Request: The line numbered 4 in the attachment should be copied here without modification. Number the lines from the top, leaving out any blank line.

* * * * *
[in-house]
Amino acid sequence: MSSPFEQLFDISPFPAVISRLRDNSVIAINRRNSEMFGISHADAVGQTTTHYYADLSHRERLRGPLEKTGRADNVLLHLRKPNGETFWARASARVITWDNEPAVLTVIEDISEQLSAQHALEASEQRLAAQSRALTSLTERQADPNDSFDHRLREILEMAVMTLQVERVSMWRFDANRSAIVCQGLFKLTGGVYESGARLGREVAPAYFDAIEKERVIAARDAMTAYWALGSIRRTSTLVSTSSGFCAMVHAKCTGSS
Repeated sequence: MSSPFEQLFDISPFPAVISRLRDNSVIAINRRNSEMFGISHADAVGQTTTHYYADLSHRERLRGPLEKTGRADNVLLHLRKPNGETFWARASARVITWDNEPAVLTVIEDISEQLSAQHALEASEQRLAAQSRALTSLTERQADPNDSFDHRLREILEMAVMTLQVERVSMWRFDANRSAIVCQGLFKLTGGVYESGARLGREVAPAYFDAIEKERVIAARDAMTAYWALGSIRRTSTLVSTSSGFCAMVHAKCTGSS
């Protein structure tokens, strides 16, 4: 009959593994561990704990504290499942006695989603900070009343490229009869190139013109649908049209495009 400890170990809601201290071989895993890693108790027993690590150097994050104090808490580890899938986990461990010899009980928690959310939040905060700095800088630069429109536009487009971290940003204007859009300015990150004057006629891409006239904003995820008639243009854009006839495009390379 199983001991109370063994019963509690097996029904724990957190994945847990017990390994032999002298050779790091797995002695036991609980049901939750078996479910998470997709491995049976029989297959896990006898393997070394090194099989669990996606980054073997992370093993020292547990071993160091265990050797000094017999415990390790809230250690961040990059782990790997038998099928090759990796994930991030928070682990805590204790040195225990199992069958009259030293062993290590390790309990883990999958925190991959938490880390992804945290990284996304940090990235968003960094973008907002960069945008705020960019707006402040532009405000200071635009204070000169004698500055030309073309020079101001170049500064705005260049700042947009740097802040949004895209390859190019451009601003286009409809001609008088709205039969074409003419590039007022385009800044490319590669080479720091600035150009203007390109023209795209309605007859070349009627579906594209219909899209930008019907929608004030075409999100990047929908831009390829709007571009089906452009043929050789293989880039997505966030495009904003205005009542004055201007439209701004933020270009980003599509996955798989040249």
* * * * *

């Protein structure tokens, strides 16, 4: 009959593994561990704990504290499942006695989603900070009343490229009869190139013109649908049209495009 400890170990809601201290071989895993890693108790027993690590150097994050104090808490580890899938986990461990010899009980928690959310939040905060700095800088630069429109536009487009971290940003204007859009300015990150004057006629891409006239904003995820008639243009854009006839495009390379 199983001991109370063994019963509690097996029904724990957190994945847990017990390994032999002298050779790091797995002695036991609980049901939750078996479910998470997709491995049976029989297959896990006898393997070394090194099989669990996606980054073997992370093993020292547990071993160091265990050797000094017999415990390790809230250690961040990059782990790997038998099928090759990796994930991030928070682990805590204790040195225990199992069958009259030293062993290590390790309990883990999958925190991959938490880390992804945290990284996304940090990235968003960094973008907002960069945008705020960019707006402040532009405000200071635009204070000169004698500055030309073309020079101001170049500064705005260049700042947009740097802040949004895209390859190019451009601003286009409809001609008088709205039969074409003419590039007022385009800044490319590669080479720091600035150009203007390109023209795209309605007859070349009627579906594209219909899209930008019907929608004030075409999100990047929908831009390829709007571009089906452009043929050789293989880039997505966030495009904003205005009542004055201007439209701004933020270009980003599509996955798989040249």